"Things You Wouldn't Know If We Didn't Blog Intermittently."
Had one at my grandparent's house and the "coal chute" door was near it too. Back in the 1940's I can remember waiting for the coal truck to come and the man putting the chute up into the opening. Shortly, a 1/2 ton of coal slid down into a bunker on one end of the cellar.
i remember the coal delivery trucks - they had a chain drive!I-)
Yup, they did have chain drive. I haven't seen one in 60 years. Haven't seen a "rag-man" on a horse drawn cart with a string of bells behind him since I lived in Paterson, NJ in the late 40's either.
There was one of those in our apartment in Los Angeles in the late 50's. No milkman, though. Closest was the Helms Bakery delivery truck which would come by once a week.
I used to live in an apartment in Chicago that had a similar delivery door for ice...for the icebox.
The house I grew up in had one, in Calgary, Alberta; the box was at the back door for easier access for the milkman, who came up the back lane. The house was built in 1955 and we lived in it until 1968, though I believe home milk delivery stopped in the early 1960s. We'd leave an order in the box for the next delivery. I remember many a cold winter morning when the milk would have frozen before we got to it, producing a pillar of cream - the milk wasn't homogenized - a few inches high projecting from the top of the bottle, forcing the cardboard cap and foil wrap on the bottle neck right off.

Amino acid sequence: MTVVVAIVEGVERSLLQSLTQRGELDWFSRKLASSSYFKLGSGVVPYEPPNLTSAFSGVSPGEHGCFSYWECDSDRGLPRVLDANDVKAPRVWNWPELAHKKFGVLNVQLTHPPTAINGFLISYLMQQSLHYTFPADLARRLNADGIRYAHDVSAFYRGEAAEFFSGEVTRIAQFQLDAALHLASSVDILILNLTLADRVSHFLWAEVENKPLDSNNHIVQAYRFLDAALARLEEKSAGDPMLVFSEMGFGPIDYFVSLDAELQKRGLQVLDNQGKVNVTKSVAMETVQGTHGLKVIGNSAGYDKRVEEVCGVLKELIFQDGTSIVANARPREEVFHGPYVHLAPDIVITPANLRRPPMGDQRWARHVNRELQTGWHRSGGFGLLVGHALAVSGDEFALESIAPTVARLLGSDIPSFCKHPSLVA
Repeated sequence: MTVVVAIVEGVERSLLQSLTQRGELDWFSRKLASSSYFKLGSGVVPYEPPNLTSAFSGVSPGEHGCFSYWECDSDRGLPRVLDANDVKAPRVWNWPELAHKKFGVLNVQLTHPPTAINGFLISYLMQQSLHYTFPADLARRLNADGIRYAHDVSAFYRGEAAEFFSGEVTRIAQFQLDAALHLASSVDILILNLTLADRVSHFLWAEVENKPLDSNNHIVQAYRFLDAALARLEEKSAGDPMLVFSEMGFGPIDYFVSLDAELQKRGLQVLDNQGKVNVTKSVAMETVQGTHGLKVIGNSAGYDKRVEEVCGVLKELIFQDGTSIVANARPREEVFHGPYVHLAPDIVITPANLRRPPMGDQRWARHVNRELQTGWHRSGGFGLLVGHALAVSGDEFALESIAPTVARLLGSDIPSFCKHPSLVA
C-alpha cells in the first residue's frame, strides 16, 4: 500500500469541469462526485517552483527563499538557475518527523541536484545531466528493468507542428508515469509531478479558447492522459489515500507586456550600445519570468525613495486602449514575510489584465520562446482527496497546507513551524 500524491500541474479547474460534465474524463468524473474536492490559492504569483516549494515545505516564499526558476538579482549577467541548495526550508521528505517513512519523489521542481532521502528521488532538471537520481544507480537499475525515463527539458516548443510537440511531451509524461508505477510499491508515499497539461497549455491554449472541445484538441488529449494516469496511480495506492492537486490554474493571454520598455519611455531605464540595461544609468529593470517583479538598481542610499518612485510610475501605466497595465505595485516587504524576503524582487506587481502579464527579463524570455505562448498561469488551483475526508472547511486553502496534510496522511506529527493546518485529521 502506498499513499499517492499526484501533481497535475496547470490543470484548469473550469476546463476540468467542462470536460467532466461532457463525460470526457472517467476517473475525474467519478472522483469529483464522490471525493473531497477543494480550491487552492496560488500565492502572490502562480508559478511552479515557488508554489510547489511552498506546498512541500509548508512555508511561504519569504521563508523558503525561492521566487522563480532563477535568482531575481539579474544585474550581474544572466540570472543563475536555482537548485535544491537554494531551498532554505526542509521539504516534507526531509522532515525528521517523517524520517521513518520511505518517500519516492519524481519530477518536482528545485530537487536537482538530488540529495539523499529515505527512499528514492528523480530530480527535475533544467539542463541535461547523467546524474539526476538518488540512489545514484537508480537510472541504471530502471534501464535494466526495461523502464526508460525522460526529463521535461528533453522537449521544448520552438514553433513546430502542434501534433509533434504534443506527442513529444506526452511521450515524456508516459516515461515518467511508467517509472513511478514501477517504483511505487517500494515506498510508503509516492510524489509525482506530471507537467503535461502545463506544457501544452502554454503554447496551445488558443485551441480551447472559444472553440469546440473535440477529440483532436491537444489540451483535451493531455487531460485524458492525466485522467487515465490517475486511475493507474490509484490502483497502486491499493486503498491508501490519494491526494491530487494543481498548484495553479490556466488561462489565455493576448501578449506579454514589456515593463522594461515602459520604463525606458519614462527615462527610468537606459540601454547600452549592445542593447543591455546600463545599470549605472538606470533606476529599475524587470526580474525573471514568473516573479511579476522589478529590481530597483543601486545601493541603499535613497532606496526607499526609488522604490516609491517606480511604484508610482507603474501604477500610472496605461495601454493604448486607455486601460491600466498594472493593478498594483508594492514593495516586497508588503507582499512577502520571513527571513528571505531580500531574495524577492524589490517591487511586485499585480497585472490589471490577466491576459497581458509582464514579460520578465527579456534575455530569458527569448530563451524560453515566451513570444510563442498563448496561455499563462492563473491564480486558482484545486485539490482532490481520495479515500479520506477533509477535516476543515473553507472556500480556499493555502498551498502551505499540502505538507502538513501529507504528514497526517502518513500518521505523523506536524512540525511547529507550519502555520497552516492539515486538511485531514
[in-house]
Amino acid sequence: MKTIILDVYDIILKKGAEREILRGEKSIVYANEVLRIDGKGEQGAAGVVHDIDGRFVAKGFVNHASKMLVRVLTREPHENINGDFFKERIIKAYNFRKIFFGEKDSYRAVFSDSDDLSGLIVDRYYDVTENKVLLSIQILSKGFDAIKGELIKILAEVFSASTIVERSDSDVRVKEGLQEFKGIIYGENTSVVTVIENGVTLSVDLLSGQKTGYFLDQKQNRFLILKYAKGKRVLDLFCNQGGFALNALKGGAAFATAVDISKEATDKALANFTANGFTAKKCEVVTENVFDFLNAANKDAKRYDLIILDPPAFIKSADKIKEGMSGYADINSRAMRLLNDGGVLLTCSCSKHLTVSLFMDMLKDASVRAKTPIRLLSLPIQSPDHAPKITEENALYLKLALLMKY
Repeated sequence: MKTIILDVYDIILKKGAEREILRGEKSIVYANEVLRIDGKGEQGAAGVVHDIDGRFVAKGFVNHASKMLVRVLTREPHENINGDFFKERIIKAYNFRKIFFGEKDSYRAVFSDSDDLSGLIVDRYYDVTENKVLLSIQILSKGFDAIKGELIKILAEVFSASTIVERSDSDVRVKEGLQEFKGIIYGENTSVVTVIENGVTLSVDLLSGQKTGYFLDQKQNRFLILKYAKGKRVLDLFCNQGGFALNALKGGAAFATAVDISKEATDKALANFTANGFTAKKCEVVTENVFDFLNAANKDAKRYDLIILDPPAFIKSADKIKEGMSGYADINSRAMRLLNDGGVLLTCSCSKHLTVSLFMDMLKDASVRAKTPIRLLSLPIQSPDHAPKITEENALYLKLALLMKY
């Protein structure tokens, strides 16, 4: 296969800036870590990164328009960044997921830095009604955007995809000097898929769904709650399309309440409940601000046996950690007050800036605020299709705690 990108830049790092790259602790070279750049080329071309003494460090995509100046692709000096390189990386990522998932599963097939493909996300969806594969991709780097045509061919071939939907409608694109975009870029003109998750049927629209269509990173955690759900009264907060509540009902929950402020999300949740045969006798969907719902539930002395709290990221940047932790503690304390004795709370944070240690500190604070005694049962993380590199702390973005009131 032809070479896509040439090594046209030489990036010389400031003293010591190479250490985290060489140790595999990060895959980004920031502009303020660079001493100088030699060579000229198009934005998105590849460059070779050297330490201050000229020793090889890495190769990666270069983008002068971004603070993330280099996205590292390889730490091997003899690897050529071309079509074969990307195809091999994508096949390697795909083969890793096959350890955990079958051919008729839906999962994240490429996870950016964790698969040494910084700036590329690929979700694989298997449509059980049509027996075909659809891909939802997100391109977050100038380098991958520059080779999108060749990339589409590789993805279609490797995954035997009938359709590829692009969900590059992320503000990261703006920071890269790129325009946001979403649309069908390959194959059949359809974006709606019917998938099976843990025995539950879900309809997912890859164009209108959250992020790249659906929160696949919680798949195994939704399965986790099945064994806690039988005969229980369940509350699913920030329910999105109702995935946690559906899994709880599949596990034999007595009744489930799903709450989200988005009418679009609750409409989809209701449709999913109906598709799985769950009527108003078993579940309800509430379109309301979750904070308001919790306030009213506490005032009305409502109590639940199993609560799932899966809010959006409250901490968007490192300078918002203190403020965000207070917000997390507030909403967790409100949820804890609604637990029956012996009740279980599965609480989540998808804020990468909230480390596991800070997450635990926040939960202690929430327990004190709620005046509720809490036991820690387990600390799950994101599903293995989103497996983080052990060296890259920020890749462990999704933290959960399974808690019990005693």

To be accurate, there was always a bit of cream at the top of a milk bottle, but not enough that the projecting pillar of frozen dairy was all cream.We'd get milk in glass quart bottles and cream in pints.
There are parts of Canada which still receive milk home delivery, I think mostly out east now though. It comes in 1L bags, and the milk company gives you a special jug that the bag slides into perfectly. The family I went to for before and after school care got milk bag delivery, and it was a treat for me to slide the new bag into the jug and cut the corner to pour. It required finesse - too small and the milk was a tiny stream that would arc too high, too big and it would dribble down the bag into the jug.